Girraween National Park

Forget the echoing of children’s screams, laughter and the rhythmic creaking of swings. This is a serene escape from reality, an adrenaline charged playground for explorers.

Located on the border of Queensland and New South Wales, Girraween National Park is dominated by hardened molten granite boulders as well as an abundance of wildlife and snaking creeks. While the landscape feels remote and rugged there is a range of comfort; with 10 hiking/walking trails ranging from very easy to very hard to choose from and well-maintained glamp-grounds with hot showers and flush toilets.

With so much ground to cover and only one full day in the park we opted to conquer the renowned trails of this thrill seeking explorer’s playground; The First Pyramid, The Granite Arch, Castle Rock, The Sphinx and Turtle Rock.

The First Pyramid, an indescribable sized granite dome protruding 1180 meters high seemed like the perfect place to catch the sun rise. Armed with decent headlamps and the best grippy footwear available we set off. Not going to lie, it was a tad daunting walking through the bush in the pitch black. The crunching of leaves as we stepped on them and every branch that creaked almost sent us into cardiac arrest. Not to mention the wallaby’s and kangaroos popping up out of nowhere! The Granite Arch also caught us by surprise. On the same track, we suddenly passed through a natural arch formed by three enormous boulders. Could this be a natural gateway to the Northern section of the giant’s playground? We believed so, as soon enough we were faced with a sheer, near vertical rock face. Everything but reaching the top was going through our mind. We were in for one hell of a ride.

Finally, after the challenging climb we had reached the top. As the wind whipped across the rock, orange, pink and yellow rays kissed the cloudy grey sky. We climbed to the eastern face where we were greeted by the enormous Balancing Rock. Balancing rock is a ten-tonne, 7.5-metre-high, 6-metre-wide granite boulder balancing on a base of only 1 metre! The earth began to glow and as the sun continued to rise higher and higher, the rays illuminated everything in the 360-degree view. It was a magical experience but the ride was not over because what goes up must come down! The common belief is that climbing a mountain is the hardest part, we would disagree. While the granite rock was quite grippy, the exposed rock face had no natural or in fact any fall protection. No handrails or ledges. If we were to step on a loose rock or trip and fall while descending, it would have been near impossible to stop ourselves from tumbling down the whole side of the mountain. Snaking our way down, the steepness and absence of obstacles on the face convinced us that this was a slippery slide for giants.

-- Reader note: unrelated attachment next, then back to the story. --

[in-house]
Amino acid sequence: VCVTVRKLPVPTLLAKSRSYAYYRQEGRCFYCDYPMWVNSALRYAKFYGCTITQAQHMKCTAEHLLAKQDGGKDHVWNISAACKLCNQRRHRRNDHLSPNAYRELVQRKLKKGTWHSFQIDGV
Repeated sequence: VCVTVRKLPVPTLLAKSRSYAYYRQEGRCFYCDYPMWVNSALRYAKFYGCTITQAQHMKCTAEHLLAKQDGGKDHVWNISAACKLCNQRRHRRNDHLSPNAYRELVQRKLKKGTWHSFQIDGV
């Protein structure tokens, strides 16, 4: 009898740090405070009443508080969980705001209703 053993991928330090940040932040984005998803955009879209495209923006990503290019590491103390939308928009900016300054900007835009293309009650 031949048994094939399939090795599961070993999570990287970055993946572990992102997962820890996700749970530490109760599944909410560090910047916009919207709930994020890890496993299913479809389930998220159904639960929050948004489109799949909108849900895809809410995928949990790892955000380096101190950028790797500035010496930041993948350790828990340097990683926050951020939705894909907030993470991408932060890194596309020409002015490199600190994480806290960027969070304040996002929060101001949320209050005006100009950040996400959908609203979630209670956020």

A quick pit stop back at camp for a caffeine and breakfast booster was in order before exploring the Southern trails. Moss and lichen covered boulders sprawled the surroundings of these trails with tree roots criss-crossing the path and leaves dancing to an unheard beat. Mesmerised by our surroundings we were suddenly greeted with an ‘end of path’ sign. With extreme caution we wandered beyond. Climbing up, through and around the boulders we discovered hidden beauty’s and eventually made our way to the top of Turtle Rock. Turtle Rock offered spectacular views of the park. The focal point being our next hurdles, The Sphinx and Castle Rock. It was really hard not to imagine these formations as natural play equipment and toys in a giant’s playground. The Sphinx resembled a giant’s game of jenga as each boulder was balanced on top of one another creating a tall yet stable structure. While the top of Castle Rock resembled that of an abandoned game of marbles.

After an action packed day of exploring the park the sun was setting and it was time for us to get back to camp before the Giants of Girraween came out to play.




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